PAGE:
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GUEST COMMENT: Either it’s the end of capitalism…or it’s August

Now, I know the current “situation” isn’t good but I think the gloom might have got a smidge out of hand. It would seem that if the Fourth Estate is to be believed we are all losing our job in the next sixty seconds and everything except gold, shotgun cartridges and tinned food is going to zero.

Or answer B: it’s August and everyone except a few disgruntled hacks with a paper to get out is on holiday.

That isn’t to make light of what’s been happening. [I won’t call it a crisis as I seem to have lived through enough crises, hundred year floods and black swans to understand how degraded that particular term is…]

Yes, we have structural economic problems. The man at S&P did show “some spine” by finally telling the world that even a economic superpower has to live within its means (or at least not have a built in default mechanism which they need to politically reset every three years). So the USA isn’t AAA; wow, you do surprise me…do we really think it matters a jot?

Europe needs to bite a most unsavoury bullet (especially if you are German) and understand that in a tribe the strongest will need to defend the weakest, if they don’t want them to be picked off by the wolves, thus weakening the whole. Bring on a United States of Europe bond…short that at your peril you Soros wannabes…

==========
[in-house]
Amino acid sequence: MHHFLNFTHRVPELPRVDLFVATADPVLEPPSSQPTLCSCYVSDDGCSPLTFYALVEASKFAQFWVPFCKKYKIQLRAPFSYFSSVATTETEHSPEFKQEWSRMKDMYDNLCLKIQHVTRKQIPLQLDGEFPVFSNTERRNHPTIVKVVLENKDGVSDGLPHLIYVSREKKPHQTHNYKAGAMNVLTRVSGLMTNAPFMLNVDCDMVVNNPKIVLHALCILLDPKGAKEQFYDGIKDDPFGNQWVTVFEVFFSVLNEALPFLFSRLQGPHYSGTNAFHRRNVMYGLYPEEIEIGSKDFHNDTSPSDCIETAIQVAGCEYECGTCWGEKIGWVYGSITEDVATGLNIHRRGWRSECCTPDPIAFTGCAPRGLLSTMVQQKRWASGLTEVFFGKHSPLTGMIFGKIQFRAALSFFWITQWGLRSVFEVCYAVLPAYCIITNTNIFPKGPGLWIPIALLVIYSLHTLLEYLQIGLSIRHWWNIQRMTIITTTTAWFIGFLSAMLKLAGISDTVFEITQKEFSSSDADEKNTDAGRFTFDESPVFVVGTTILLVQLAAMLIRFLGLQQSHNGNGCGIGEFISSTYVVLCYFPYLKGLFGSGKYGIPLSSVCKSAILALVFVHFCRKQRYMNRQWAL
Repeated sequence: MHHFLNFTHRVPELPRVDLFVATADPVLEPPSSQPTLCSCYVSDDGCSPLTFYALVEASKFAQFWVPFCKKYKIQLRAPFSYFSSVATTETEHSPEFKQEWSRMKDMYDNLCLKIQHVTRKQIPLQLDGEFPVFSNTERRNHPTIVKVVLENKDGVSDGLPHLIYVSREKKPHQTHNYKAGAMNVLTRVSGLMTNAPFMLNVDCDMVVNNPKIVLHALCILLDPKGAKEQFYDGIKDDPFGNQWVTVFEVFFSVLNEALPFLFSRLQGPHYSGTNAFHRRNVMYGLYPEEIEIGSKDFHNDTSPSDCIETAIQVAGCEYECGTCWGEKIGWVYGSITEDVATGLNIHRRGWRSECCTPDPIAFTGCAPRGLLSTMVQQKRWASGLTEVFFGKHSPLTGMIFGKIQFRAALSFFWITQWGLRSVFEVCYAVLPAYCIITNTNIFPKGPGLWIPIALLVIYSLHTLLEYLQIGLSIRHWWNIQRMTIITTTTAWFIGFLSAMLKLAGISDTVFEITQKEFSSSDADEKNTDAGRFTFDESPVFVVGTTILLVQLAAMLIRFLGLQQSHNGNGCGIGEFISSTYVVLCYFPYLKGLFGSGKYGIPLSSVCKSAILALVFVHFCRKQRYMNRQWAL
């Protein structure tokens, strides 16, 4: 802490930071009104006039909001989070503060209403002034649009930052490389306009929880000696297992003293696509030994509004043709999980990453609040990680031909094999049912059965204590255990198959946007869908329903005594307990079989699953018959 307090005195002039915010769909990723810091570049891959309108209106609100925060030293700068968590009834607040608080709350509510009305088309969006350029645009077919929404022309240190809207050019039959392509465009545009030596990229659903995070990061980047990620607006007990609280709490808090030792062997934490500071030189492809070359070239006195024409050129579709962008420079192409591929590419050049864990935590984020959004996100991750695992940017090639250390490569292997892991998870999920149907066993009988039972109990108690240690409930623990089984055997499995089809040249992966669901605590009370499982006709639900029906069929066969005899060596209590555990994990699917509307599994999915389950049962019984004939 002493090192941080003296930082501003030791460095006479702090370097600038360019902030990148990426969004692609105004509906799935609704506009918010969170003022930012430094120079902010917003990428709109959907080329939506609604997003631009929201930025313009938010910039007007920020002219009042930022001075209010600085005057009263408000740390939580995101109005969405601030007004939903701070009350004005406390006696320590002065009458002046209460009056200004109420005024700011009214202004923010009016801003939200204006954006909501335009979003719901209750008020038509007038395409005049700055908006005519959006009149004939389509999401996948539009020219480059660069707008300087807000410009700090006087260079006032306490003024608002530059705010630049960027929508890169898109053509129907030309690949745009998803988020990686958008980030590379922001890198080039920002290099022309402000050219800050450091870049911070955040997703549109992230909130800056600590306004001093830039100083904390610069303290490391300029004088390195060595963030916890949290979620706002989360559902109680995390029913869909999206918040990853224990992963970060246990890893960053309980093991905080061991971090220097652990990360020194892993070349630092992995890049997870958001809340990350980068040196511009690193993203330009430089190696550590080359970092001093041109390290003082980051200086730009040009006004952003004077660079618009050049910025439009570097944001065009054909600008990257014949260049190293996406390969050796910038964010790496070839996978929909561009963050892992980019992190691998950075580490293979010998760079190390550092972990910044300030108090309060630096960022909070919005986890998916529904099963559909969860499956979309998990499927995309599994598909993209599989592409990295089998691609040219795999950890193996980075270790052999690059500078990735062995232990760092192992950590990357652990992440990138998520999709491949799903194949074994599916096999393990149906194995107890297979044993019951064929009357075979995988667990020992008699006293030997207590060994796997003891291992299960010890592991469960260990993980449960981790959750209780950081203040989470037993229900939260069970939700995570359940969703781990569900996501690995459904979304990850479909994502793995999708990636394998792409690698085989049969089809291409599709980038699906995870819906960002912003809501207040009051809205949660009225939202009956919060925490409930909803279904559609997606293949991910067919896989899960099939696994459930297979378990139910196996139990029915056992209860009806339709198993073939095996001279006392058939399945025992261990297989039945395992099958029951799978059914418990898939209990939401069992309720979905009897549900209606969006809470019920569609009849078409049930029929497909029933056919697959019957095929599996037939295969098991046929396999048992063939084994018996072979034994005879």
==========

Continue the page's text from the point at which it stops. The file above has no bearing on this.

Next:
On the employment front (this is a careers website after all) do we really believe that even if 50,000 people are lost to financial services in the next five years that they will never find paid employment again? The press would have you believe so, because it makes great copy, but in reality I can’t think of anyone I know who has been fired in the past five years who has been unable to find something either back in the City or (usually at their choice) outside.

The grim reality is that anyone who has survived the rigors of City-life for any period of time will make mincemeat of the average “real-world” job candidate. Jobs come and jobs go but realistically everyone who was “good” enough to get and hold down a City job in the first place will find something to do, albeit not necessarily at the same level as before.